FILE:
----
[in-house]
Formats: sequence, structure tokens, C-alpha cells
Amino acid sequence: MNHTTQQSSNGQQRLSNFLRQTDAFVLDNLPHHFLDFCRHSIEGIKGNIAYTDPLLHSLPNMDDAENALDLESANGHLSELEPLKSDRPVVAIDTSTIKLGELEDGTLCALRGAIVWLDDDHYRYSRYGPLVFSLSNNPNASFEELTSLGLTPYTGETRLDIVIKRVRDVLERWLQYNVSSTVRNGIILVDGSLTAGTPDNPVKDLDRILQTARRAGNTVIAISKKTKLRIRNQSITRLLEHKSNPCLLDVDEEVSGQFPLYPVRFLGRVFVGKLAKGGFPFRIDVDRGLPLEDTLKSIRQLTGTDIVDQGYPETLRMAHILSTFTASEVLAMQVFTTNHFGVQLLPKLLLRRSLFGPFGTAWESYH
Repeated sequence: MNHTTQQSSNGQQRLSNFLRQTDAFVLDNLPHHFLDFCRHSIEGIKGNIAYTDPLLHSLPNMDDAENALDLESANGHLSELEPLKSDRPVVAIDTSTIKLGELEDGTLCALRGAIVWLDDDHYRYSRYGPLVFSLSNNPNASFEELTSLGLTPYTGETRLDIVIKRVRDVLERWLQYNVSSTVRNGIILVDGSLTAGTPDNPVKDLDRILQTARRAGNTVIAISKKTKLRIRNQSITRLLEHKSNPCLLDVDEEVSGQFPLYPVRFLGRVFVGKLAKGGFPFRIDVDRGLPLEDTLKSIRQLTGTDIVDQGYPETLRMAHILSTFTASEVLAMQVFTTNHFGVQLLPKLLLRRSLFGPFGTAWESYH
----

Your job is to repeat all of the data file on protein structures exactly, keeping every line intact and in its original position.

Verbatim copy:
[in-house]
Formats: sequence, structure tokens, C-alpha cells
Amino acid sequence: MNHTTQQSSNGQQRLSNFLRQTDAFVLDNLPHHFLDFCRHSIEGIKGNIAYTDPLLHSLPNMDDAENALDLESANGHLSELEPLKSDRPVVAIDTSTIKLGELEDGTLCALRGAIVWLDDDHYRYSRYGPLVFSLSNNPNASFEELTSLGLTPYTGETRLDIVIKRVRDVLERWLQYNVSSTVRNGIILVDGSLTAGTPDNPVKDLDRILQTARRAGNTVIAISKKTKLRIRNQSITRLLEHKSNPCLLDVDEEVSGQFPLYPVRFLGRVFVGKLAKGGFPFRIDVDRGLPLEDTLKSIRQLTGTDIVDQGYPETLRMAHILSTFTASEVLAMQVFTTNHFGVQLLPKLLLRRSLFGPFGTAWESYH
Repeated sequence: MNHTTQQSSNGQQRLSNFLRQTDAFVLDNLPHHFLDFCRHSIEGIKGNIAYTDPLLHSLPNMDDAENALDLESANGHLSELEPLKSDRPVVAIDTSTIKLGELEDGTLCALRGAIVWLDDDHYRYSRYGPLVFSLSNNPNASFEELTSLGLTPYTGETRLDIVIKRVRDVLERWLQYNVSSTVRNGIILVDGSLTAGTPDNPVKDLDRILQTARRAGNTVIAISKKTKLRIRNQSITRLLEHKSNPCLLDVDEEVSGQFPLYPVRFLGRVFVGKLAKGGFPFRIDVDRGLPLEDTLKSIRQLTGTDIVDQGYPETLRMAHILSTFTASEVLAMQVFTTNHFGVQLLPKLLLRRSLFGPFGTAWESYH